Bike around the City
Many cycle companies offer bikes to tourists and charge a rental for the same. It could be half-a-day, entire day, or multiple days trip. Biking trips to Abel Tasman enable bikers to check out Tinline Bay and estuary near it. Bikers often stop to pursue kayaking or boating in this region before carrying on to the Guilbert Point and Apple Tree Bay. A trip to the idyllic Nikau palm groves, limestone gullies, Rata forest, and vines in between provide a perfect adventurous holiday trip to the nature lovers-cum-cyclists. Take your binoculars and zoom lens to get a glimpse of rare birds in their natural habitat. You can spot Kereru birds, rodents, and marsupials co-habiting in the wild.

Ride to the Vineyards, Orchards, and Brewery Farms
Nelson is a backpacker’s delight, especially for those who want to visit the various wineries, fruit beer-making breweries, and other fruit beverage farms. The bucolic life of Nelson is invigorating. You needn’t stick to a scheduled tour company for such rides. Early morning, simply venture into a village, say Sarau or Upper Mautere. From far, one can see the hop plantations and the roof tops of the hop kilns. The people in the farmlands are gracious and hospitable. You can end up tasting beer, cidar, juices from the breweries and wineries.

Consider it a picnic or a holiday to the villages of Nelson; you can enjoy a satiating tour to the neighboring areas of Nelson – only, with a bike at hand.

Nelson Wildlife

Wildlife in Nelson is still a reality today even when erosion and pollution have withered many parts of flora worldwide. The uninterrupted estuarine forests, nikau palm groves, rata, and ferns grow in the untouched natural habitat of Nelson and its neighboring areas. In this rich forested area, thousand species of birds thrive, some of which are near extinct ones. Marine organisms live in the estuarine waters of Nelson bays while migratory water birds feed on them and breed in the region each year.

Rare Insects, Arachnids, and Millipedes
In the rainforests of Kahurangi holds some unique natural treasures. There are age old fossils embedded in rare rocks, shafts and sinkholes where many caves are also found. Naturalists are tempted to this area as it has giant snails that can grow up to one-meter long. They are carnivores as well. Cave Spider also dwells in the caves and can be identified with long hairy legs. In between the rocky undulations and crevices you can find various worms, millipedes, and centipedes creeping long. Naturally, insect and worm-eating birds are seen in the vicinity. From robins to tui and bell birds, there are nearly 20 species of native birds living in this region.

Aquatic Reserve
The Whanganui Inlet in Golden Bay hosts some millions of aquatic species. The coastal forests taper into marshes in the estuarine region of Westhaven. Tidal waves inundate the marsh lands and brings with it knot, flatfish, oyster, godwit, and eelgrass. Wading birds breed in these areas and also in the areas near Nelson and Marlborough. The Kaikura Peninsula in Tasman also attracts thousands of tourists each year. Backpackers with a penchant for water sports and love for nature, usually stick on to this area for at least a fortnight or so. Whales, seals, dolphins, crayfish and birds entertain the guests. Many go for surfing or for deep sea cruising to get a glimpse of these marine species.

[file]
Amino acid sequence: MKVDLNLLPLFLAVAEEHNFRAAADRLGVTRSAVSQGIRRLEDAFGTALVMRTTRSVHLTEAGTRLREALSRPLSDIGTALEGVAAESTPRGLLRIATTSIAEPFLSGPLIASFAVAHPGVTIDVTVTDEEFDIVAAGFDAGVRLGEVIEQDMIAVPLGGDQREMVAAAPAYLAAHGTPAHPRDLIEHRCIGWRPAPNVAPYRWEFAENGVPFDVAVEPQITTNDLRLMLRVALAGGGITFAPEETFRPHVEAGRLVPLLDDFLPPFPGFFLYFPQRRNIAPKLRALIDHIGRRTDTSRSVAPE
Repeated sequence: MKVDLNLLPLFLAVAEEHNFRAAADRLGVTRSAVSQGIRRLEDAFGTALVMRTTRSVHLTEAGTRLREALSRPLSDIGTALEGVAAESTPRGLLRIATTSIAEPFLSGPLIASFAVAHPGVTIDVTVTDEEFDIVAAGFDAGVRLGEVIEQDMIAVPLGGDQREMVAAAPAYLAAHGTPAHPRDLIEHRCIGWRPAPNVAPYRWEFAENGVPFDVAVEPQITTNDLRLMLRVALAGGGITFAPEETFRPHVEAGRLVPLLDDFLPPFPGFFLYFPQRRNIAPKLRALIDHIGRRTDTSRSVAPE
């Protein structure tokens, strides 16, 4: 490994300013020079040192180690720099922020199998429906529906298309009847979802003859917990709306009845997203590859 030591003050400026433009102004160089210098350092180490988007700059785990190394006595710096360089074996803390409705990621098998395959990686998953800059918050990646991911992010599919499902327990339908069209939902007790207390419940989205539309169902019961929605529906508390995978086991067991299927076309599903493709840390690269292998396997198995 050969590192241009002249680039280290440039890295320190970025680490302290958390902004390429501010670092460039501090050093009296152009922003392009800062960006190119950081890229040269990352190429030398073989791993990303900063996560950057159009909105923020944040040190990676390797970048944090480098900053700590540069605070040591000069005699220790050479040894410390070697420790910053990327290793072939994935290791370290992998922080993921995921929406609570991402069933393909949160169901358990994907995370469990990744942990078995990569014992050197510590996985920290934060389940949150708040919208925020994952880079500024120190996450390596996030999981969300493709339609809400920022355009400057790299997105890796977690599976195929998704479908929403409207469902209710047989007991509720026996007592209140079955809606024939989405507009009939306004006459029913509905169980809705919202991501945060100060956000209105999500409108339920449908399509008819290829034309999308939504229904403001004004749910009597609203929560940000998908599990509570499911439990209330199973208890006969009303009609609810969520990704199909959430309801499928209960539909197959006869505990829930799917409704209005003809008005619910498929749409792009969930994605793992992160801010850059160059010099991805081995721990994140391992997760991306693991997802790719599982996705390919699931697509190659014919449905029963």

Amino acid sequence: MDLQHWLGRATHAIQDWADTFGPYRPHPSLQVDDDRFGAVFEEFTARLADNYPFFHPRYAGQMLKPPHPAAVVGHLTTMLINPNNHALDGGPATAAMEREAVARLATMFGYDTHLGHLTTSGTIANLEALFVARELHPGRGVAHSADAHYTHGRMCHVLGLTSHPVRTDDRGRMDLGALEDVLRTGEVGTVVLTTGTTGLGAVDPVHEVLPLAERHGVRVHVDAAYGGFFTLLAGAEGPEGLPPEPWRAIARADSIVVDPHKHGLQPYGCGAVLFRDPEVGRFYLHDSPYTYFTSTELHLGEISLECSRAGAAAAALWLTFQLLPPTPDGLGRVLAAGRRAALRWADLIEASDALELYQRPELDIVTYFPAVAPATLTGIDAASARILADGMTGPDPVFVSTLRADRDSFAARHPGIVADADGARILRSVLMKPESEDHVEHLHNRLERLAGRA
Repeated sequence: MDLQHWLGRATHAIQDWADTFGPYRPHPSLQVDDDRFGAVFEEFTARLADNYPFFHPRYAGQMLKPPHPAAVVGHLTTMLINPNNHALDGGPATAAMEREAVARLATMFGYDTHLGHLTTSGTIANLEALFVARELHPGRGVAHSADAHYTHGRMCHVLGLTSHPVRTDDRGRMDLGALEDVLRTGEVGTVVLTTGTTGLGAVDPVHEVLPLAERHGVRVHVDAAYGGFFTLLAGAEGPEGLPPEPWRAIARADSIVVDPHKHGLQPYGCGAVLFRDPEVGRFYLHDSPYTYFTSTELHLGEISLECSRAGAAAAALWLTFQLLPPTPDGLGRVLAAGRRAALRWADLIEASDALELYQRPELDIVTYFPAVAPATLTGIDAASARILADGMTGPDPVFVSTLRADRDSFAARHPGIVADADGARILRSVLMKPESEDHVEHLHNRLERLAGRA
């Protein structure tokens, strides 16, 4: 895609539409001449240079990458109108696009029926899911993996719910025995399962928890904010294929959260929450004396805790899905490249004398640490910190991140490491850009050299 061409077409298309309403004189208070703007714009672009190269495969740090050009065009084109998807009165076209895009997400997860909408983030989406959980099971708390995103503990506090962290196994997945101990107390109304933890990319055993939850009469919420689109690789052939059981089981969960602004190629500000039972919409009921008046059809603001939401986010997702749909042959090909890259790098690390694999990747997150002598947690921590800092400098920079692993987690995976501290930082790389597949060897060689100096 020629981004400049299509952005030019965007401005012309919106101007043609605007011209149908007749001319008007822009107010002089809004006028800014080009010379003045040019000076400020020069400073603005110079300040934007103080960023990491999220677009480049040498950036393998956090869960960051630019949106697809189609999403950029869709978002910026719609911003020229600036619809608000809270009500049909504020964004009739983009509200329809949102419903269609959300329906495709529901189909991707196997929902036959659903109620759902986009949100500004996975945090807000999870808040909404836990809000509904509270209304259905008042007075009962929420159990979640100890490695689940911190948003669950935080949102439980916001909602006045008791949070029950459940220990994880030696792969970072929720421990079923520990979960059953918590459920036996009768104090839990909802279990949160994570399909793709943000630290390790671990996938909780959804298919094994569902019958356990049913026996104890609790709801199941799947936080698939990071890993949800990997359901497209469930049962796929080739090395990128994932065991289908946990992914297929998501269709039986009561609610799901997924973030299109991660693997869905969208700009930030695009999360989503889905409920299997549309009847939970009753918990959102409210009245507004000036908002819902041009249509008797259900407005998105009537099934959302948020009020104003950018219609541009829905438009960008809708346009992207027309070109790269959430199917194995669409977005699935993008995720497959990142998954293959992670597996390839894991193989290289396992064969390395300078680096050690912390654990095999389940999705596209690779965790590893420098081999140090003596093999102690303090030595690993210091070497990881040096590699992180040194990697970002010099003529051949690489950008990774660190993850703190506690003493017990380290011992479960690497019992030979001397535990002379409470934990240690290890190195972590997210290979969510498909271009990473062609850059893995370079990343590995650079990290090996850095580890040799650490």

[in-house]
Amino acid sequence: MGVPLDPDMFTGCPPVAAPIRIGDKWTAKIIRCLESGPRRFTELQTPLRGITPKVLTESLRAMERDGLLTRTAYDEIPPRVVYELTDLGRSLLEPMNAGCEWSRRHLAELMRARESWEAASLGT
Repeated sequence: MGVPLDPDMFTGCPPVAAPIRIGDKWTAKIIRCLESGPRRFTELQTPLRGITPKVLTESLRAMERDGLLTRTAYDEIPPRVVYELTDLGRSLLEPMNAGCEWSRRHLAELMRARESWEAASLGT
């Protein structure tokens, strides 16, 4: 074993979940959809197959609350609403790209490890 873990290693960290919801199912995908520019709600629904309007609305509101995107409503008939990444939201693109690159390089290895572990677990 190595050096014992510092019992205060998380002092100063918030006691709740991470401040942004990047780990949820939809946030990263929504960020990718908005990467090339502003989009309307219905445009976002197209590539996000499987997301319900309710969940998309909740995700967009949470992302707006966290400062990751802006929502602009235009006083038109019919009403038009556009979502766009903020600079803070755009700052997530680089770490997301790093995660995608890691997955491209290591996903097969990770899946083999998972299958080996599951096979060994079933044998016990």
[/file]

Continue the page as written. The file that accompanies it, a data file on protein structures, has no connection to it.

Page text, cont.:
At Abel Tasman National Park, there are coastal walking tracks for walkers to enjoy the walk and see some lifetime glimpse of rare species. At Marahau, local Maori tribes live happily among the wild. At a distance, a Maori wada or war canoe can be noticed cruising through the waters. There are water taxis plying just for backpackers to enjoy boating, sightseeing, and cruising in the turquoise blue waters of the sea. Faraway at Kaiteriteri, the travelers sailing on the waters can see rocky headlands at the coasts with lush forests interspersed in between the rocky fringes.

Bird Sanctuary

The Brook Waimarama Sanctuary in Brook Valley Road is ornithologists’ delight as thousands of birds make their nests in this sanctuary for ages. It is also a good venue to walk the trail. Many hikers take this trip around the sanctuary while some move on to Nelson Lakes. The area hosts Royal Albatross, near extinct large eagle, Haast’s Eagle, and flightless birds, Moa and Kakapo. The birds make their homes in these parts each year. The Department of Conservation has taken measures to ensure that the rare species of birds don’t become extinct. Nelson hosts some of these unique native birds which you’d never find elsewhere in this world.

Nelson Sightseeing

Sightseeing in Nelson


World of Wearable Art Museum

This amazing museum is often referred to by its acronym, WOW; a wholly appropriate title, as the World of Wearable Art Museum has a definite wow factor.  The gallery showcases the entrants to the World of Wearable Arts Awards Show and uses music, lighting and special effects to recreate the show atmosphere.  The museum also has a Classic Car Gallery, which exhibits the most sought after cars from three centuries of motoring.  WOW is a must see for fashionistas and rev heads!

Boulder Bank and Lighthouse

This unusual Nelson land form really has to be seen to be believed.  The Boulder Bank is a thirteen kilometre stretch of boulders that separates Nelson from the Tasman Bay.  Naturally formed cliffs and rocky substrate exist from Mackay Bluff to Nelson Harbour.  In 1905, a 60 metre wide gulley was carved away to provide an entrance to the Nelson port.  This is now known as The Cut.  The lighthouse is located near the port end of Boulder Bank.